Sauerkraut: from the ground up

Hi gardeners!

As you are plotting your new garden this spring, it’s great to think about long term projects.  Planning plants that you can preserve later is a great way to use your bountiful harvest and reduce waste! There are three primary methods to preserve your harvest later on: canning, freezing, and pickling/fermenting.  If you have a preferred method, think ahead of time about what produce will do the best with your method of choice.

Today I’ll discuss fermenting 101.  My favorite vegetables to ferment result in fun takes on the traditional sauerkraut.  First, what goes into traditional sauerkraut?

Traditional sauerkraut:

  • green cabbage
  • salt
  • caraway seeds

In my opinion, the best sauerkraut requires a little bit of invention and pizazz! Think: beets, carrots, pink cabbage, ginger, radish, garlic.  In order for the sauerkraut to preserve optimally, you should add spices. Think: turmeric, fennel seeds, caraway seeds, cumin, curry powder, and even seaweed!  The spices help to control the bacteria levels – inviting the good ones in and keeping the bad ones out.  From an aesthetic perspective, keeping all of your ingredients in the same color palette will result in vibrant colors in your kraut.

We will host a workshop to address the process of making sauerkraut, but here a brief run down once you harvest your produce:

  1. give your produce a light rinse
  2. chop, shred, and mince your vegetables
  3. add spices and flavors (garlic, ginger, turmeric) and salt!
  4. massage, squeeze and beat your mixture until the juices from the vegetables are oozing out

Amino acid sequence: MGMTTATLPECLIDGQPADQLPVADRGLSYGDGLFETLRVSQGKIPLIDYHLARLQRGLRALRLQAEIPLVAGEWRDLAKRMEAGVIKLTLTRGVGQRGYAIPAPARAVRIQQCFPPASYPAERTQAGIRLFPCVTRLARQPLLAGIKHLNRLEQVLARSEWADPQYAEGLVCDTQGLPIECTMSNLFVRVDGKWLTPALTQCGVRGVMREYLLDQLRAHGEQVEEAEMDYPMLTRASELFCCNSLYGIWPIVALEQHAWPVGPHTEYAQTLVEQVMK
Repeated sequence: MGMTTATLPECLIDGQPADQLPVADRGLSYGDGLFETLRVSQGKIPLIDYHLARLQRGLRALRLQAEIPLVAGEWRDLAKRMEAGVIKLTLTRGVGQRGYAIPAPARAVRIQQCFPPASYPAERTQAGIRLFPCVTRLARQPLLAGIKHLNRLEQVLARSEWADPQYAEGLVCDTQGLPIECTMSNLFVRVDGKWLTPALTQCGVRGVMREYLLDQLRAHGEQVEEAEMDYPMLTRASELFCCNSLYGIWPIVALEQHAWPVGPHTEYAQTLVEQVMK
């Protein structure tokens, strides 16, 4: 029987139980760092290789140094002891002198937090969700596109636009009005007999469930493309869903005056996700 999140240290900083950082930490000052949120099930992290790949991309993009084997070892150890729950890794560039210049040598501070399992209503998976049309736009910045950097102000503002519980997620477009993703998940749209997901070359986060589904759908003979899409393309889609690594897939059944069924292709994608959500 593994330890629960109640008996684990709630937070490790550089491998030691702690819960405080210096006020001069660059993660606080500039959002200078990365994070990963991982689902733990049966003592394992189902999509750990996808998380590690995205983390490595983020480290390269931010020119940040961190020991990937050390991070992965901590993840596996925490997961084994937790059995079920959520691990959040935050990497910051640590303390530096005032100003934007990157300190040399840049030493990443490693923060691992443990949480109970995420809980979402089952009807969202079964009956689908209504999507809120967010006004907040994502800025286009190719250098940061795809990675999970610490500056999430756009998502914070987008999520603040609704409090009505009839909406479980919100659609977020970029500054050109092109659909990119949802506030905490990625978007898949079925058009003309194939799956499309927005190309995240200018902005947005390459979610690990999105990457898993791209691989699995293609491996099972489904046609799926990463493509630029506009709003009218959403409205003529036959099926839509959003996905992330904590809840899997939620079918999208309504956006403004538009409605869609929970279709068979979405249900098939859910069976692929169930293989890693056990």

5. transfer to a large mason jar or sauerkraut crock (nothing plastic).  Pack down the kraut tight, so all of the liquid rises to the top (leave at least 2 inches on top of jar)
  6. cover jar with a cheesecloth (any mesh will do), place in a bowl to catch overflow and put in a dark cupboard
  7. “burp” each day for the first week of fermenting.  Burp: using (clean) hands or a glass jar to press down on your kraut, bringing the air bubbles to the top
  8. let ferment as long as you’d like, tasting along the way until you like how it tastes.  In cold weather, I ferment for 3-4 weeks.  In warm weather, I ferment for ~2 weeks.  Add a lid and place in your refrigerator to enjoy!

Back to the garden: for fun sauerkraut, think about planting your spring produce…beets, carrots, radishes, and cabbage. Choose a new variety or a different color.  Golden beets make a wonderful tasty addition to sauerkraut.  Or get creative and try something new!

We’ll keep you posted on plans for our sauerkraut workshop, and in the mean time get planting. We can’t wait to see those beet greens pushing out of the soil soon!